The NATO summit in Vilnius, Lithuania raised high hopes for Ukraine being given a clear path and timetable for admission to the alliance. Instead, the invitation did not materialize, and the summit at times erupted in tensions between Ukrainian President Volodymyr Zelenskyy and NATO leaders. Is Western support for Ukraine flagging, and what does this mean for the future of Ukraine’s defensive war against Russia’s invasion?
The results on Tuesday, the summit’s first day, were widely regarded as a disappointment for Ukraine and Zelenskyy. The NATO communiqué stated that “we will be in a position to extend an invitation to Ukraine to join the Alliance when allies agree and conditions are met.” While this is clearer than the general intent to invite Ukraine to join first expressed in 2008, it is still fairly vague. Zelenskyy tweeted that it was “unprecedented and absurd” not to set a time frame for the invitation and suggested NATO was showing “weakness.”
The Biden administration was reportedly furious. Some comments from the British and American side suggested that Ukraine should show more gratitude for its allies’ help. Such clashes are music to the ears of Russian propagandists, who were quick to gloat about Ukraine getting snubbed.
Meanwhile, some who fault President Joe Biden for not being sufficiently hawkish on Ukraine have lambasted him for blocking Ukraine’s NATO invitation out of misguided reluctance to antagonize Vladimir Putin. But that’s almost certainly an oversimplification. A more specific NATO offer would have required all members to sign on. But with resistance from Hungary’s Putin-friendly Viktor Orbán, and with Turkey’s Recep Tayyip Erdogan agreeing only in general terms that Ukraine should be in NATO, this was not happening — especially with the country still fighting a war.
Yet by the summit’s end on Wednesday, there seemed to be a growing consensus that the results were on the whole favorable to Ukraine. Zelenskyy himself sounded surprisingly positive about the outcome. Expatriate Russian lawyer and politician Mark Feygin, an outspoken Ukraine supporter, said on a YouTube news program that Ukraine was “100 steps closer” to admission to NATO. Biden, in his joint appearance with Zelenskyy, said he would support its NATO admission “an hour and twenty minutes” after the war ends.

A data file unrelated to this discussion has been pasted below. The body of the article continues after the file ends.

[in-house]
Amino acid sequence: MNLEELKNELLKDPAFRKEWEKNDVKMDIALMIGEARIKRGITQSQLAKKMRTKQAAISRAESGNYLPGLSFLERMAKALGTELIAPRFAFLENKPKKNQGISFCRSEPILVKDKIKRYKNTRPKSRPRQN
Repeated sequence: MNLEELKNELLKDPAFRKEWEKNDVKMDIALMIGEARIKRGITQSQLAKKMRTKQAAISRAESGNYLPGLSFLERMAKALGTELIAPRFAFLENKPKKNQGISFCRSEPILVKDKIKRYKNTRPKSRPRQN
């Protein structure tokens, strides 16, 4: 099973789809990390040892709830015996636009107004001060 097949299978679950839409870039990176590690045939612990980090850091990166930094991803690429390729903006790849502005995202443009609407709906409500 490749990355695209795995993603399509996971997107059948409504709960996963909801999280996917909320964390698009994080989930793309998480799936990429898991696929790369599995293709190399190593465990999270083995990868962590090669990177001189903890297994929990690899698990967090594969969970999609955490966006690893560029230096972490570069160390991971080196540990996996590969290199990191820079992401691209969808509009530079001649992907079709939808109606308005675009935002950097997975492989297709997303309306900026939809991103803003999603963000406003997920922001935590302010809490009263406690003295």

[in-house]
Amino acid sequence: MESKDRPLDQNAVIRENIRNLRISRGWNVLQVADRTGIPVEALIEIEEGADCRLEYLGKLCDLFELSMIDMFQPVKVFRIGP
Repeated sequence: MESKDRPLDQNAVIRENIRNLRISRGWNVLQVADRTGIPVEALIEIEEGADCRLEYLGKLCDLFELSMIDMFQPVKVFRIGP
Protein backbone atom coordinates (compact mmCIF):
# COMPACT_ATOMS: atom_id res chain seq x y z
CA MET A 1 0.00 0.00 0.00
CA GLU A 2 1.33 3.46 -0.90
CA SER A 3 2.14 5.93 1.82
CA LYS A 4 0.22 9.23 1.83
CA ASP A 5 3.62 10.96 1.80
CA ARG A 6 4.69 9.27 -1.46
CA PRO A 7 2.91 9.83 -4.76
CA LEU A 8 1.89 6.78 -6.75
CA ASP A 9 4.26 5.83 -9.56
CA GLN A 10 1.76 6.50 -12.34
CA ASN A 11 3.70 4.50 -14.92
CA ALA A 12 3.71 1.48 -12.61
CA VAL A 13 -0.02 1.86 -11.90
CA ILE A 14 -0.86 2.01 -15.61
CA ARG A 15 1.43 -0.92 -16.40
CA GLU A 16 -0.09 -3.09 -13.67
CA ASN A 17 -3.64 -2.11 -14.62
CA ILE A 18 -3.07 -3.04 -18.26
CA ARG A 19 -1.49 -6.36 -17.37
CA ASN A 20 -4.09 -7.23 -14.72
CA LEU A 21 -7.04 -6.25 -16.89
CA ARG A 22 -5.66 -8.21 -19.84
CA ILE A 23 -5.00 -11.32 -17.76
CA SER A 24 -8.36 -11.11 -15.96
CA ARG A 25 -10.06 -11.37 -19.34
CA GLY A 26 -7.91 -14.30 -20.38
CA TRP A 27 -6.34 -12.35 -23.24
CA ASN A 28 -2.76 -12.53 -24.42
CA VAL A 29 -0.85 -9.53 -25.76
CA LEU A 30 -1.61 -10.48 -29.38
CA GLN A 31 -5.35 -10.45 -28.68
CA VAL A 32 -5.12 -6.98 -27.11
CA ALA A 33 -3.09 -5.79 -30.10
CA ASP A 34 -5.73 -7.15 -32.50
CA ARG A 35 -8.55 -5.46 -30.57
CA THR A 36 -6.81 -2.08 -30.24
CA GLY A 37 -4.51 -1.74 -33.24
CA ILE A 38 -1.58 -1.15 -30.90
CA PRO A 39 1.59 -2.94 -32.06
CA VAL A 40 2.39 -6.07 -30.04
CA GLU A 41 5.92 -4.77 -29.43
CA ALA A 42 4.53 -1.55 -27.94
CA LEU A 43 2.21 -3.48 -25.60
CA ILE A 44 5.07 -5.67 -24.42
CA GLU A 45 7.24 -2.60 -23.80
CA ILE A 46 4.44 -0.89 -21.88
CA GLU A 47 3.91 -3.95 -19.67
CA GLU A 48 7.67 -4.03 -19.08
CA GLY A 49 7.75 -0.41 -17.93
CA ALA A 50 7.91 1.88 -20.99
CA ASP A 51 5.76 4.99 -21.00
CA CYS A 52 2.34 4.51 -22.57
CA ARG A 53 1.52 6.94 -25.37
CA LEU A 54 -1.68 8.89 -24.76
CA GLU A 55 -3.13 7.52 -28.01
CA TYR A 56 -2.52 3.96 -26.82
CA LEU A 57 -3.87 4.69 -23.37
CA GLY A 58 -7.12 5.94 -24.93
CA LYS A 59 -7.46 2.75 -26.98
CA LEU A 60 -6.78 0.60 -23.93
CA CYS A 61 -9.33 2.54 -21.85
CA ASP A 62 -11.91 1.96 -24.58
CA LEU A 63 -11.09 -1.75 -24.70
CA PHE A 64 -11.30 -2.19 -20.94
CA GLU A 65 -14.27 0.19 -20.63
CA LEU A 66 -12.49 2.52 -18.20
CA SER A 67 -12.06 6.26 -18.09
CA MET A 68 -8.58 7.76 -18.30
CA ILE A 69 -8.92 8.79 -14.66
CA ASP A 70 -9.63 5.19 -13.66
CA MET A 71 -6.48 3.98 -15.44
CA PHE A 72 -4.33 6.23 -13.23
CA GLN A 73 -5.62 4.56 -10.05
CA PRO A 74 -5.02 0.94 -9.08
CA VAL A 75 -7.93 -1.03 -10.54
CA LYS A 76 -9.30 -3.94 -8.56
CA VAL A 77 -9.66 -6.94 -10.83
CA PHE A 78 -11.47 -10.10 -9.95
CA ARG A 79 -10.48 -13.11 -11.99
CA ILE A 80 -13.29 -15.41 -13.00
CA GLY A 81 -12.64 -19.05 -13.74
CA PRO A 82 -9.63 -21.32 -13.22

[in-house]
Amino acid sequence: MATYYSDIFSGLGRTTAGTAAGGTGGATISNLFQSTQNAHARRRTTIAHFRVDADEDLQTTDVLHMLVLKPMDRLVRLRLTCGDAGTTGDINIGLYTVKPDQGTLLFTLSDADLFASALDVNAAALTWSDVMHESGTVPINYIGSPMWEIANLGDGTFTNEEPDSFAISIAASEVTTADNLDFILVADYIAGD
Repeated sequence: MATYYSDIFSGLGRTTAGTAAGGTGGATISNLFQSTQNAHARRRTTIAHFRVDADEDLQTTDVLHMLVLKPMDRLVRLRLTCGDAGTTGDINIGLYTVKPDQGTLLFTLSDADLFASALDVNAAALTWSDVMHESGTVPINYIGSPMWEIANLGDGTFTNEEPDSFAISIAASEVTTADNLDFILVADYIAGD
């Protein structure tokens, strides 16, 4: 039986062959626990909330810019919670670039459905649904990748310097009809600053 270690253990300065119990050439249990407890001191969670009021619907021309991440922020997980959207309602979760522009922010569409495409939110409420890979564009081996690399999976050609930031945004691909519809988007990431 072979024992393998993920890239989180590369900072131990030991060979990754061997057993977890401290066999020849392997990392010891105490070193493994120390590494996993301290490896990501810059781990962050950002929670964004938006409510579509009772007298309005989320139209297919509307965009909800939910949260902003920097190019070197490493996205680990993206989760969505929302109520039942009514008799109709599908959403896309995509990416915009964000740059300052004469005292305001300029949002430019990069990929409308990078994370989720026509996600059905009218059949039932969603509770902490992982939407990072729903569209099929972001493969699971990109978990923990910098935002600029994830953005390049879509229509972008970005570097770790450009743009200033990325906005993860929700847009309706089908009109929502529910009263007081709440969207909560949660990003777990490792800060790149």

Steps forward include the NATO-Ukraine council, which Ukraine will be able to convene when it has emergency security concerns. Ukraine has also received new long-term security commitments from the Group of Seven coalition of leading industrial nations.
And that’s not to mention new pledges, and deliveries, of weapons. That includes long-range missiles, which would be a game-changer. It also includes the controversial decision by the U.S. to send Ukraine cluster munitions — a step the Biden administration has taken despite strenuous objections from some allies abroad and some Democrats at home. It was the right decision: Cluster munitions — explosive weapons that release smaller submunitions — can help solve Ukraine’s acute firepower shortage. While there are valid concerns about the danger posed to civilians by unexploded shells, Ukraine will be in a good position to neutralize worries since it will be using the cluster munitions on its own territory.
Ukrainians and their supporters are still understandably frustrated by the often-slow pace of aid that has made Ukraine’s push to liberate its land more grinding and more dangerous. But if Putin hopes to win by waiting until international support for Ukraine wears thin, the NATO summit sends a signal that this is a losing strategy.
Opinions expressed by Cathy Young, a writer for The Bulwark, are her own.